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Basic Brush Stenciling with Royal Stencil Crèmes

Royal Stencil  Crèmes can be applied with a stencil brush or dense foam roller.  Using a foam roller is an ideal way to apply a solid, allover pattern to a larger surface quickly. However, you will use a LOT more paint than when applying by stencil brush. You will find that the heavy pigment load and gel formulation of Royal Stencil Crème allows you to go much further with each “load” of paint on the stencil brush. This means that in most instances, simply using a large stencil brush with an allover pattern will go quite quickly.

Supplies Used:

How To:



Place a small amount of Royal Stencil Crème in a paper or plastic plate. Keep in mind that the Stencil Crèmes go a long way, so you will NOT want to OVER load your stencil brush. If you do, you will waste a lot of time getting the excess paint OFF the brush. Brush just the tips of the stencil brush through the Stencil Crème and rub the brush in a firm circular motion on a clean part of the plate.



Offload the brush further by using a heavy pressure and a circular motion with the brush on a stack of better-quality paper towels, such as Bounty or Viva. This action will also ensure that the paint is distributed evenly on the brush. Note: The gel formulation of the Stencil  Crèmes helps to resist paint bleeding under the stencil pattern (called “rununderswhen stenciling, BUT having excessive paint on the brush can cause the paint to build up in ridges around the stencil openings. ALWAYS be sure to offload the brush well on paper towels after re-applying paint to the brush.



Always begin stenciling with a light, even pressure and use a small circular motion with the brush as you move around the stencil edges. In this example, I was intentionally leaving a slightly lighter area in the center of the design openings. This is achieved by using a lighter pressure on the brush in these areas. If you want to achieve a solid, even coverage with the paint, simply maintain the same amount of pressure on the brush throughout.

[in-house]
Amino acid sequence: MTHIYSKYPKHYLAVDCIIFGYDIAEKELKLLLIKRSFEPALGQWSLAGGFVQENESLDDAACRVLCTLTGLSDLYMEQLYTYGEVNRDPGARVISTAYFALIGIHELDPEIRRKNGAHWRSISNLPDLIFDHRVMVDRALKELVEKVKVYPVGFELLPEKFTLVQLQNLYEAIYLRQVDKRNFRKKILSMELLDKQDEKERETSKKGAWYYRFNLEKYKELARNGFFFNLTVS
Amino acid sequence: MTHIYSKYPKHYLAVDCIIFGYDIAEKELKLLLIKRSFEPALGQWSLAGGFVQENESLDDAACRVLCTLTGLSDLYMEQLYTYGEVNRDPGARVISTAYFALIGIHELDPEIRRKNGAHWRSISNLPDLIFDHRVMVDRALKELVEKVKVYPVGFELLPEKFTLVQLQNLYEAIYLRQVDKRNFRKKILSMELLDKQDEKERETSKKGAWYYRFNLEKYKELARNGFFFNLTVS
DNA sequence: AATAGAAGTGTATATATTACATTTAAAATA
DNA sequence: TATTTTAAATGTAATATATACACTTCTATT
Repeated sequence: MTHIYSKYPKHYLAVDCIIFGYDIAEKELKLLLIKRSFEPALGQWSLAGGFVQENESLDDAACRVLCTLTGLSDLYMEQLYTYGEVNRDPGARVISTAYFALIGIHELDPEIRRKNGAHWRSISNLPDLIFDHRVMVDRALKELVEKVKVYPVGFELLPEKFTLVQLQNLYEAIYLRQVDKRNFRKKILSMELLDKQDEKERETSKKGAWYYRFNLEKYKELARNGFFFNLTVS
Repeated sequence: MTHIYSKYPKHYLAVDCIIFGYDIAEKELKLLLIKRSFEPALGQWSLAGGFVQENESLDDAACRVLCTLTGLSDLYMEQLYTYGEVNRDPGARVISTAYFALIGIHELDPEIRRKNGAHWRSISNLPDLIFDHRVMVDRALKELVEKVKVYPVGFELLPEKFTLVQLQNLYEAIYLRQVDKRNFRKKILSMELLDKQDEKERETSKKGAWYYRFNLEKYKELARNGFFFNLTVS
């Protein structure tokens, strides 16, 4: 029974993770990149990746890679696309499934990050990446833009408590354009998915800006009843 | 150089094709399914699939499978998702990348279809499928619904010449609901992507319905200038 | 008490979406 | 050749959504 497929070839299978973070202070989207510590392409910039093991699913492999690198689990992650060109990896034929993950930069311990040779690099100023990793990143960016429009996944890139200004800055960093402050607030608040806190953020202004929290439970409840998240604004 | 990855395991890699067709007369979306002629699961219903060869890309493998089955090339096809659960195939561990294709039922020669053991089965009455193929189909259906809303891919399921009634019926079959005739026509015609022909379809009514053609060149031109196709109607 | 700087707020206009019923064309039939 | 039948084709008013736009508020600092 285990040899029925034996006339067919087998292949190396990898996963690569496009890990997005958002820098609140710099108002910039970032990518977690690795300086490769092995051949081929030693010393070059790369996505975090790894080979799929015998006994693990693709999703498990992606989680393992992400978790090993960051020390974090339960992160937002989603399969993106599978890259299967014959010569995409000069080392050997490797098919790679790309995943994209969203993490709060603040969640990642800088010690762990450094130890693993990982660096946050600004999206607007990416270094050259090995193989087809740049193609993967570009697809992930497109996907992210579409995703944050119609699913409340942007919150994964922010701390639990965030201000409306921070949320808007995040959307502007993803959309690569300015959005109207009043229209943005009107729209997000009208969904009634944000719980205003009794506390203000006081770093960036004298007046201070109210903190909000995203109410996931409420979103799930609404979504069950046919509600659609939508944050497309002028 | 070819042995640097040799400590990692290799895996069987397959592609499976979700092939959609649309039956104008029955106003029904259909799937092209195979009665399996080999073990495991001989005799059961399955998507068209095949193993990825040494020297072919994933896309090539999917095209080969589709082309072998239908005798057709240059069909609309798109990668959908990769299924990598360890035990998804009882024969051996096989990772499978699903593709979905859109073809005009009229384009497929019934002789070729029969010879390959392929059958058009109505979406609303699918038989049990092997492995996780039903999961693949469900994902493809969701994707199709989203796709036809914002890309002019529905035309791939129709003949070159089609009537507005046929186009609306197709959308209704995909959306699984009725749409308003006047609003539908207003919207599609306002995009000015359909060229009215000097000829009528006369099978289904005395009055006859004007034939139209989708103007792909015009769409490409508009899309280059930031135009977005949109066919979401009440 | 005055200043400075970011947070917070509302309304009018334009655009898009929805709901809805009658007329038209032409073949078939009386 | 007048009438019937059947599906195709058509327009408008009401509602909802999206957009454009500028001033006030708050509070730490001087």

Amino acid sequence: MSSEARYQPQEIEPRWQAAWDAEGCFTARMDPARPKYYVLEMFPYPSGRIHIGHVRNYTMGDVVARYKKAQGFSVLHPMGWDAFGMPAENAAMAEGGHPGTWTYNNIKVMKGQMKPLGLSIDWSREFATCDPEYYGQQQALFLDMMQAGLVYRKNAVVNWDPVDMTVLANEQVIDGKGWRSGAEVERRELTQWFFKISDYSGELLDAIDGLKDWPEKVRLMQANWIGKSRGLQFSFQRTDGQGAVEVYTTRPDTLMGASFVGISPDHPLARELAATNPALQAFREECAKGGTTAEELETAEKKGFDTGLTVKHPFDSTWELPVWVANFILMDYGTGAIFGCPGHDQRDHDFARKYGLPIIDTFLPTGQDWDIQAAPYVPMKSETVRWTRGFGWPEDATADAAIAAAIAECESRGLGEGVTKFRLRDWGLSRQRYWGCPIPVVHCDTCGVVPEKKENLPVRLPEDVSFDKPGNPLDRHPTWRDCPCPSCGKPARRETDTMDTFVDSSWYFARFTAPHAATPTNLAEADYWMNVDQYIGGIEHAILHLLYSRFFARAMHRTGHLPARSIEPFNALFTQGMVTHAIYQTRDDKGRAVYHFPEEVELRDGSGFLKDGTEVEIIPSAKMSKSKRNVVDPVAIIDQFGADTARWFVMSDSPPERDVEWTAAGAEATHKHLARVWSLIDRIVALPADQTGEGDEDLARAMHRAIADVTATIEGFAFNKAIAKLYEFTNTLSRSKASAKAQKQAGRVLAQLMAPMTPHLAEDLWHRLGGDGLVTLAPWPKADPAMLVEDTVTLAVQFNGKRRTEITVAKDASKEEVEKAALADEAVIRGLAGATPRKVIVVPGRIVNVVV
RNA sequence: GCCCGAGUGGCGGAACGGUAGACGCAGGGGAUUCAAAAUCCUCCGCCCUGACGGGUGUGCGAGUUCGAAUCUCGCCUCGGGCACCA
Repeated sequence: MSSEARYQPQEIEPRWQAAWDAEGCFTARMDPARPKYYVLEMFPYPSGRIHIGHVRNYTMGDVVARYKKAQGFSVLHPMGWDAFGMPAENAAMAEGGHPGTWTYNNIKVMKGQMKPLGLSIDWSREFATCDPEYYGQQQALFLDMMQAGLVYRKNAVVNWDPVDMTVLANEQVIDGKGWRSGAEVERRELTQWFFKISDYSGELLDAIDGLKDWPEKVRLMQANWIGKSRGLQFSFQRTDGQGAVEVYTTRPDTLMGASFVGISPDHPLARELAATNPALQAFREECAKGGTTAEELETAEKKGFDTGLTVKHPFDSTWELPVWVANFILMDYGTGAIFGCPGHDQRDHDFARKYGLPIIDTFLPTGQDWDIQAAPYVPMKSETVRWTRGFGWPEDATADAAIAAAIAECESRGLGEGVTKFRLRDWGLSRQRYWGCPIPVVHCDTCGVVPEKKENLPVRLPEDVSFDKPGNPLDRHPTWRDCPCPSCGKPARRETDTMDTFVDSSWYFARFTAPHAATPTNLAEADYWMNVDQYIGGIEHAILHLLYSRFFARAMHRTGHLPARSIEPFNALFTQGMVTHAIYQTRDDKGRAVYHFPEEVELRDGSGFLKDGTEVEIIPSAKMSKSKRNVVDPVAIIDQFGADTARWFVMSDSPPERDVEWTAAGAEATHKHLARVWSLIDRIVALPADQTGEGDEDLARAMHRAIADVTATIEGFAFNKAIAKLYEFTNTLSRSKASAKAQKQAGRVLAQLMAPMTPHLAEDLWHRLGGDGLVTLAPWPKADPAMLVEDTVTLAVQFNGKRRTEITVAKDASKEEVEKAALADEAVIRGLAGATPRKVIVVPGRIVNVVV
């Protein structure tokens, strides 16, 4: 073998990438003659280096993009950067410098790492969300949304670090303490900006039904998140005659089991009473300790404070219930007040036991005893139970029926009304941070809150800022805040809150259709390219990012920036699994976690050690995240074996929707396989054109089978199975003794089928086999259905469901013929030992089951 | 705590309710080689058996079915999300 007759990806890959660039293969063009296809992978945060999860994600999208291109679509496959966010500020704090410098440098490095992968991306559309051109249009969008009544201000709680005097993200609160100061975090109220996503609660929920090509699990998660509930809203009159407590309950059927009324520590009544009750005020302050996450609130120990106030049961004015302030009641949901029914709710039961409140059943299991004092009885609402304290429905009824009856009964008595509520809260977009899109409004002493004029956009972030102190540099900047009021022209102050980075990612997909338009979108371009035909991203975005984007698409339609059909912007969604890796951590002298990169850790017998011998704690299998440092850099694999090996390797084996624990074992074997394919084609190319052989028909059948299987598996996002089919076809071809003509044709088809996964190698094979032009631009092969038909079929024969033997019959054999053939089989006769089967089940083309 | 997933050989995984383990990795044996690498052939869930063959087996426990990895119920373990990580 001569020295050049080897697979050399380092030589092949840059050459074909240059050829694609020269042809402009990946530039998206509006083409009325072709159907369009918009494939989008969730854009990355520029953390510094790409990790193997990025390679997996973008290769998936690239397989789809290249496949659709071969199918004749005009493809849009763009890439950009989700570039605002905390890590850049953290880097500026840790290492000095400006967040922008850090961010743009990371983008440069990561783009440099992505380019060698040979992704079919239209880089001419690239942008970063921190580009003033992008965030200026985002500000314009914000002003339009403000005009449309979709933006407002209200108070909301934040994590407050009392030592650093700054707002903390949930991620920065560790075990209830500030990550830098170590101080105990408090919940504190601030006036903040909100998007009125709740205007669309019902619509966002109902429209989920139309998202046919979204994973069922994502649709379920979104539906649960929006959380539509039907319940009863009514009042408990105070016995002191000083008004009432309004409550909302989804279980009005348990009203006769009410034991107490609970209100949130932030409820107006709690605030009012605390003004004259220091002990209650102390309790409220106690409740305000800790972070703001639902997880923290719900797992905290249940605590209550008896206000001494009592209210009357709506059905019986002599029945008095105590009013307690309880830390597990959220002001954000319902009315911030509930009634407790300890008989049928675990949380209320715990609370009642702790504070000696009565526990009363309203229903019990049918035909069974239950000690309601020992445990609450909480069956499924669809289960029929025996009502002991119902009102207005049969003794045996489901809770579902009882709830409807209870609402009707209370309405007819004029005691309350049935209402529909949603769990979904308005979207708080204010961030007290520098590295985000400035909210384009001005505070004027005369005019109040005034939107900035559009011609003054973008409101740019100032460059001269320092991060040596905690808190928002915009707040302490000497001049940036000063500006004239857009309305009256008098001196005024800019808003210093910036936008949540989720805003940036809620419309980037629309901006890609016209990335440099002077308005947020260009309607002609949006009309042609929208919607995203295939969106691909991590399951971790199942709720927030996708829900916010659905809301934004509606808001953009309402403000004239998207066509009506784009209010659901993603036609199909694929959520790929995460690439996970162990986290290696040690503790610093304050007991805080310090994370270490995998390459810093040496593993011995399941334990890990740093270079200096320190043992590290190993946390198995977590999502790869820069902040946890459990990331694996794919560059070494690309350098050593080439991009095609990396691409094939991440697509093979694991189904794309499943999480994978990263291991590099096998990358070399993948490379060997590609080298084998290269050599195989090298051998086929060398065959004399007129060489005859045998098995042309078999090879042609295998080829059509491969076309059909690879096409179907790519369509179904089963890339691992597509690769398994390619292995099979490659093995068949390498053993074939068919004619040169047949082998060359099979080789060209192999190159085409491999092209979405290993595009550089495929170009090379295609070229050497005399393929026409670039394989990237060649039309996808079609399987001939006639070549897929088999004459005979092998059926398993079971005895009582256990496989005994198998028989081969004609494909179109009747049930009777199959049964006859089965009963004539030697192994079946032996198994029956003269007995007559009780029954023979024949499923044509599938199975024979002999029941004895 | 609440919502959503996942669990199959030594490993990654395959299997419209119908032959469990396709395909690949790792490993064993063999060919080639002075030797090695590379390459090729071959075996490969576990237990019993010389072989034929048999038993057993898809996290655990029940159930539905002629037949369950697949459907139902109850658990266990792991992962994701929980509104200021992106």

It’s always good practice to routinely pull back one edge of the stencil to check your stenciling technique and to see how the color looks against the background. When the stencil is in place, the depth of color can be misleading. You will really see the color POP when you lift the stencil back!

Note: If you are stenciling with a “dry” brush, as directed, there should be no seepage of Stencil Crème on the back side of the stencil. If that DOES occur, simply wipe off any excess paint on the back of the stencil with a paper towel or baby wipe before replacing the stencil for the next repeat.



CLEANUP – Another major benefit of Royal Stencil Crème colors is that they don’t build up heavily on either stencils or brushes, and they clean up easily with soap and water. If you have done a large stencil project you will find it beneficial to spray the stencil with a cleaner such as Simple Green or Krud Kutter or Motsenbacher’s Lift-Off #5, which is a latex paint remover.

STENCILS – Ideally, lay the stencil on a flat surface and use a stiff-bristles scrub brush to clean the stencil easily and without bending or tearing any pointy areas or bridges. Scotchbrite™ pads also work well to clean stencils, but just be careful about catching and bending pointy design edges.


STENCIL BRUSHES – Clean your stencil brush well by using one of our Stencil Brush Scrubbers along with soap and water. I like to use Murphy’s Oil Soap Concentrate to clean my stencil brushes. It not only helps to clean them well, and leaves them soft and conditioned! Put some in a plastic container and add a bit of water. Swirl the brush around and clean immediately.

Note: Don’t leave your brushes soaking for too long! This can eventually loosen the glue and cause the bristles to fall out of the metal ferrule. 



GLAZING OPTIONS – Royal Stencil Crèmes can also be used as a glaze colorant when added to translucent scumble-type glazes, such as Aqua Crème from Faux Effects. For a nice, soft look mix at a ratio to 1 teas. Royal Stencil Crème with 1 cup of glaze medium. For this sample I used a positive application of the glaze by brushing it vertically over the entire surface to create a subtle stria effect.

The thin layer of gold-colored glaze softens the black background to a nice shade of dark brown, and helps to unify the overall look of the finish!

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